Why Would Anyone Buy Negative-Yield Bonds?

Negative-yielding debt (NYD) refers to any bond where you are paying the borrower for the privilege of lending them money. A completely backwards economic concept that is a recent phenomenon in the history of documented finance. There was estimated to be over $17 trillion of NYD as of 2019, but that number has fallen to around $3T as of Q1 2022.

Negative-Yield Bonds

The negative yield doesn’t come from the bond’s coupon payments; you are still receiving interest payments at fixed intervals. However at maturity the par value returned to you coupled with the interest payments (yield to maturity) is less money than what you paid for the bond itself. Meaning you bought the bond at such a premium to par that the return of par plus all the interest payments gave you less money than what you originally started with.

A lot of us are unintentional bagholders these days, but why would someone go into an investment knowing they will come out with less money? Who is buying this stuff?

There are two types of NYD buyers with several different reasons for doing so:

Bond Traders


Even when rates are negative, bonds (especially sovereign debt) are still a “flight to safety” asset and tend to get bid up during market swoons or major risk events (like a big geopolitical shock). So they’re still a reasonably reliable hedge against tail risks.


You could be of the opinion rates are headed lower, which would mean bond prices rise. For example if you’re someone who has macro opinions about Germany’s CPI print and think rates will go further into negative territory as a result, NYD can be a trade for this. But emphasis on trade, not a long-term, hold-to-maturity investment.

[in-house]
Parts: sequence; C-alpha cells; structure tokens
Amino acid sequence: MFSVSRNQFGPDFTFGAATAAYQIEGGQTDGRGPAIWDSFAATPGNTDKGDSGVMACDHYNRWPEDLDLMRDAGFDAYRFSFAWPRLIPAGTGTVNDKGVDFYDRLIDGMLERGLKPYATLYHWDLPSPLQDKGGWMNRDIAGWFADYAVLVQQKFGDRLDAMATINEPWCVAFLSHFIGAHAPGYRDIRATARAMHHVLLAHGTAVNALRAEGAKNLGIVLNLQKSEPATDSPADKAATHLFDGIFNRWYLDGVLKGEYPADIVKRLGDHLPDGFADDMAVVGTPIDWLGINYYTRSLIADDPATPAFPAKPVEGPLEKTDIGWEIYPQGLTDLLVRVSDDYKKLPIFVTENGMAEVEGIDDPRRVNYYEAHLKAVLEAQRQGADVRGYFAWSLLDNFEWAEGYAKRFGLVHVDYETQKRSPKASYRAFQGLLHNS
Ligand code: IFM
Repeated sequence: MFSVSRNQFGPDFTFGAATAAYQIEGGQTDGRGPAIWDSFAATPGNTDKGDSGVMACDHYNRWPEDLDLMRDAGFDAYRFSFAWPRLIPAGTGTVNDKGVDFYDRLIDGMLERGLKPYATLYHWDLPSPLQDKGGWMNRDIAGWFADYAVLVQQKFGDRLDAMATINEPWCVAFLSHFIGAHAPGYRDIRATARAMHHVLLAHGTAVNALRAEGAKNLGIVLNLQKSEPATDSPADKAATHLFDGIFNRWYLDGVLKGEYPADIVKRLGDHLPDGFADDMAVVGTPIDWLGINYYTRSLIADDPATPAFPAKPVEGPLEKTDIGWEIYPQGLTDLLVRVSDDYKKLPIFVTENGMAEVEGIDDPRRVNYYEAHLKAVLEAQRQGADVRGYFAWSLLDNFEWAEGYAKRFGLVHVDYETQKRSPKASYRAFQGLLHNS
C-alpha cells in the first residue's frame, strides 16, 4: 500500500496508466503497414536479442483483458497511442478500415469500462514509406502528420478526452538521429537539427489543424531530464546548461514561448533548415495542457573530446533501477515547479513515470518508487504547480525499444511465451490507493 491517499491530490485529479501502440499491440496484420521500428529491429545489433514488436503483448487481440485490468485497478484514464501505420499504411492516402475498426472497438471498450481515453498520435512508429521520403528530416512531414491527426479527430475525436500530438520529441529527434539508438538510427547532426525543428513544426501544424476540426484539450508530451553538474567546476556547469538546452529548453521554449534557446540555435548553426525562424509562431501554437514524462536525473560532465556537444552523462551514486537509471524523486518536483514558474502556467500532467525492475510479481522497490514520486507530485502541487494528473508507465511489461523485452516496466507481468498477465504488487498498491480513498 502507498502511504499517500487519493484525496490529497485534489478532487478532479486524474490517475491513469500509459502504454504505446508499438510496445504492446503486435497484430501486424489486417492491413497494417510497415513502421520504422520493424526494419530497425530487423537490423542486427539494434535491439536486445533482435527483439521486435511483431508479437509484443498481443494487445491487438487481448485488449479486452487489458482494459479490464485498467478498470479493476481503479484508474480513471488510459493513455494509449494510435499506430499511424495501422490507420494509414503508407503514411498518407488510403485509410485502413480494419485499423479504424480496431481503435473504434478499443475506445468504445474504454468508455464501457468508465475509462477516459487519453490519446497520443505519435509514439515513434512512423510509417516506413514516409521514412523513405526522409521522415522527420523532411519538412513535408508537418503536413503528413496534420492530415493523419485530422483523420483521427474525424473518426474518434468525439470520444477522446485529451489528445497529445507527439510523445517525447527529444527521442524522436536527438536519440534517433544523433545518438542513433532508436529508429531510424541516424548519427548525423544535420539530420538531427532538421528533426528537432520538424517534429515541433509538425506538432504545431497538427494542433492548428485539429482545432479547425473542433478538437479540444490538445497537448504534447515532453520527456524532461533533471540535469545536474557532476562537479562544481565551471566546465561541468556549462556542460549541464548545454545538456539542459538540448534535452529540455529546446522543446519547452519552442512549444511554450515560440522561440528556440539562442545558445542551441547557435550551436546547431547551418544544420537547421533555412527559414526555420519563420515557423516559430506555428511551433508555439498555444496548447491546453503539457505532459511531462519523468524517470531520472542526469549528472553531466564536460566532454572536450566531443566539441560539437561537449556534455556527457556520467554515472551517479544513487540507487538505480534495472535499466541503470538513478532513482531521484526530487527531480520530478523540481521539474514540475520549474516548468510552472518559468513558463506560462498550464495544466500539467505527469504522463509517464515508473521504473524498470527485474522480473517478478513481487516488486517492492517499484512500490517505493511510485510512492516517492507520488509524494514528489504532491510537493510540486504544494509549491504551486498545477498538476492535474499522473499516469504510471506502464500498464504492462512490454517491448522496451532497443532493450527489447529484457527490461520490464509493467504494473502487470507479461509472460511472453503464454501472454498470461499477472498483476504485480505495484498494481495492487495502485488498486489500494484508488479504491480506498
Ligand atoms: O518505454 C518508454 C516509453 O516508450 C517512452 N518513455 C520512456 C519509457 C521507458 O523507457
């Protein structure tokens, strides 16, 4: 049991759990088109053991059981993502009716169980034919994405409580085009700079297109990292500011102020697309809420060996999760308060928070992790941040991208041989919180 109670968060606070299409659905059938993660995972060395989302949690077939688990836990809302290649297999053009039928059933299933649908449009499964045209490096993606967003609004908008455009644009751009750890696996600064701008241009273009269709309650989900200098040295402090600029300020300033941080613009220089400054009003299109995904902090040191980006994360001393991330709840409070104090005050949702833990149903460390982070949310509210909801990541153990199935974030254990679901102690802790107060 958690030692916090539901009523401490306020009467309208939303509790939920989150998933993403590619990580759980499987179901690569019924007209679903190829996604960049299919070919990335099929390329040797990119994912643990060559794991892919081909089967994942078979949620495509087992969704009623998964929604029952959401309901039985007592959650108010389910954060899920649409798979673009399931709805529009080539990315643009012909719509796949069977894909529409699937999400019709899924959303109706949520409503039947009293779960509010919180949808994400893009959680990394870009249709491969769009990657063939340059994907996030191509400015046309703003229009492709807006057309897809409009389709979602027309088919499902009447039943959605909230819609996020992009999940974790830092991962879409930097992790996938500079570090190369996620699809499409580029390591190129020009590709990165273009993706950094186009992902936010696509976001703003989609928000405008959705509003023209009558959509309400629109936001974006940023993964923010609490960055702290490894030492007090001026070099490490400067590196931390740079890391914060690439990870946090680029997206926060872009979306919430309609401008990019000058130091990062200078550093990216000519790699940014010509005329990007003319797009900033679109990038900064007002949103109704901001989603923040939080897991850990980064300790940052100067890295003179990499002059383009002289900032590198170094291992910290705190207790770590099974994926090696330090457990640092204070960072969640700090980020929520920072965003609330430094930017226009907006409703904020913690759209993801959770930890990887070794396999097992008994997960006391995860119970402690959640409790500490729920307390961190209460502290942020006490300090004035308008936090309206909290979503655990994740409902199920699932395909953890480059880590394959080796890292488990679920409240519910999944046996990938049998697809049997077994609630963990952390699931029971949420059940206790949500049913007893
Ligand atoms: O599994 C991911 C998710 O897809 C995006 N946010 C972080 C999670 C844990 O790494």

For the same reasons as bond traders.

Price-insensitive buyers:

If central banks are doing open-market operations that include bond purchases, they will buy whatever asset meets that mandate. Some entities like pensions also must allocate a certain amount of funds towards debt per investment mandate, and this may include NYD.

Balance sheet tools:

From a strategic standpoint, this is the real (and most interesting) answer to the perplexing thing about NYD: what private market actors are holding these to term willingly? Banks, but not for why you think.

As retail apes, we view assets through an investment lens: we want more money back than what we put in, number go up. Institutions are not viewing NYD as investments, but rather tools.

Bonds are balance sheet tools for banks, and their utility is not changed because of the negative yield. Negative yields simply are an added cost to use the tool. Banks hold assets on their balance sheets to lend against, and they must consider the volatility and liquidity of the asset they’re holding when doing so. Bond markets are some of the largest, most liquid, and dependable in the world and the negative-yield is essentially a liquidity premium to using NYD as a tool for lending.

“But if they just own NYD as a balance sheet tool and value it for its collateralization and liquidity, why not just hold cash?”

Fair question. For one, the hedging explanation to NYD is a non-trivial benefit in case of a crisis. They are a useful tail-event asset. But more importantly: sovereign debt is a highly dependable repurchase agreement (repo) tool. Repo’s are a major part of financial system plumbing and bank activity, estimated to provide more than $3 trillion per day in funding activity. Banks cannot use cash for this.

So banks simply see NYD as a highly liquid, safe piece of collateral that they can leverage in many ways for lending and repo operations, in addition to a tail hedge from a capital appreciation perspective if there is a major risk-off event.

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Check out another one of our popular posts --> Why Deflation Is More Destructive Than Inflation

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